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Lack of Funds, Technology, Bane of Nigeria’s Research, Devt, Innovation, Says Oyelaran-Oyeyinka​

Lack of Funds, Technology, Bane of Nigeria’s Research, Devt, Innovation, Says Oyelaran-Oyeyinka​

Funmi Ogundare​

The Senior Special Adviser to the President on Industrialization, African Development Bank, Prof.​ Oyebanji Oyelaran-Oyeyinka has expressed concern about the country’s weak engineering system.

He said Nigeria’s Research,​ Development and Innovation (RDI) is affected by lack of funds and upgraded technology, as well as coordination and learning​ between organisations.

Oyelaran-Oyeyinka said this recently, at a public forum with the theme ‘Engineering as the Key Facilitator of National Development Policies and Strategies for Incoming Administration’, in Lagos.

He listed other challenges to include lack of qualified personnel and physical infrastructure to support innovation; too many abandoned projects and failed industrial initiatives,

According to him, “there is lack of specialised infrastructure for Research and Development (R&D) and product development. There are also too few engineers, scientists and other researchers.”

He stressed the need for the​ credibility of government’s commitment to industrial policies, ease and cost of doing business, enforcement of anti-corruption laws, ensuring security through defending industrial and economic assets, among others.

In his paper titled, ‘Harnessing Nigeria’s Engineering Capabilities’, he said state capacity is meant to promote R&D, academy-industry exchange by encouraging channels of learning, such as joint publications, mobility of scientists and engineers, cooperative R&D, public research institutions, support universities in producing engineers and scientist that feed the industrial system.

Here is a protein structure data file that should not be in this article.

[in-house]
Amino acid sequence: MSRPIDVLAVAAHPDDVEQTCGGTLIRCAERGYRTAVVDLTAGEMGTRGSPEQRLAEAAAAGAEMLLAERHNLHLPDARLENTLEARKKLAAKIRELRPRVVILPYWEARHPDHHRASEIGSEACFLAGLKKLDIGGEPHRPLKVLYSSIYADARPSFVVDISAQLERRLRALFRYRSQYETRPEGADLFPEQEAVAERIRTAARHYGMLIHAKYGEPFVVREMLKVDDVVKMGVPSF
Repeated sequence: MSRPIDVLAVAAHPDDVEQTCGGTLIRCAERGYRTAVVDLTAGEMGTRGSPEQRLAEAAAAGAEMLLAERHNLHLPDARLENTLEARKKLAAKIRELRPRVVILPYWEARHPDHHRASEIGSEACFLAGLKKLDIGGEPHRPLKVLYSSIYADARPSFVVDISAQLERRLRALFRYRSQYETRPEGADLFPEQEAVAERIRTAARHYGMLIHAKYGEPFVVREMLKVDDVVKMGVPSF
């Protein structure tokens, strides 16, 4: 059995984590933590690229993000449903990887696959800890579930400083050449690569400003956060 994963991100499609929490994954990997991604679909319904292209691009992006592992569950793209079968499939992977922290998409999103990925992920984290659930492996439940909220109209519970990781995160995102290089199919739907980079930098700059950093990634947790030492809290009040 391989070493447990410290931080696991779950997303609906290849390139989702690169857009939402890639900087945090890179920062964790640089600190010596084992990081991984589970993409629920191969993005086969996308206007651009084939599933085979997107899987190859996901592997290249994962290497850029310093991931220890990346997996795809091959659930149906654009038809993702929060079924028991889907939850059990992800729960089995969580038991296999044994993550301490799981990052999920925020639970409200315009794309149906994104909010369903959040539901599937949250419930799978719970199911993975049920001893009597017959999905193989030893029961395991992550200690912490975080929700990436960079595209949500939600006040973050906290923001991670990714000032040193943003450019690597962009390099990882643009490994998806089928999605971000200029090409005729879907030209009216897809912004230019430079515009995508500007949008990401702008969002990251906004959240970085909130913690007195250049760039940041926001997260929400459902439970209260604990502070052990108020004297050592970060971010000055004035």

The special adviser also expressed concern that the capacities are either weak or moribund through underfunding and mismanagement.
The former President, West African Federation of Engineering organisations, Otis Anyaeji in his paper, ‘Manufacturing: Engine of Economic Growth’, expressed concern that Nigeria has failed to diversify the economy to make it self-reliant through investment in capital goods production and the development of the engineering infrastructure.

He called for the restructuring of the productive base of the economy to reduce the country’s inordinate dependence on imported products through building in-country capacity for manufacturing capital.

“Sustainable industrialisation requires that the country develops the capability to produce the necessary industrial machinery and equipment with components. To achieve this, it will necessitate the establishment of engineering infrastructure to create a technological base,” Anyaeji, a past President of the Nigerian Society of Engineers (NSE) said.

A Professor of Mechanical and Aerospace Engineering, Old Dominion University, Norfolk, VA, Ayodeji Demuren,​ stated that universities and research institutions should be funded to carry out needed research and development.

In his paper, ‘Engineering Technologies: Electrical Power and Battery Energy’, he said government policy should encourage solar cell manufacture, and Lithium-ion battery cell manufacture from locally sourced raw materials, adding that gaps in the energy supply chain should be closed urgently.

A former President, Council of Registered Engineers in Nigeria (COREN), Kashim Ali, who spoke on ‘Mitigating Flooding in Nigeria’, called on governments to strengthen​ their town planning laws enforcement, as uncoordinated allocation of plots and fraudulent approval of building plans have been implicated in the devastation that many cities have suffered in recent times.

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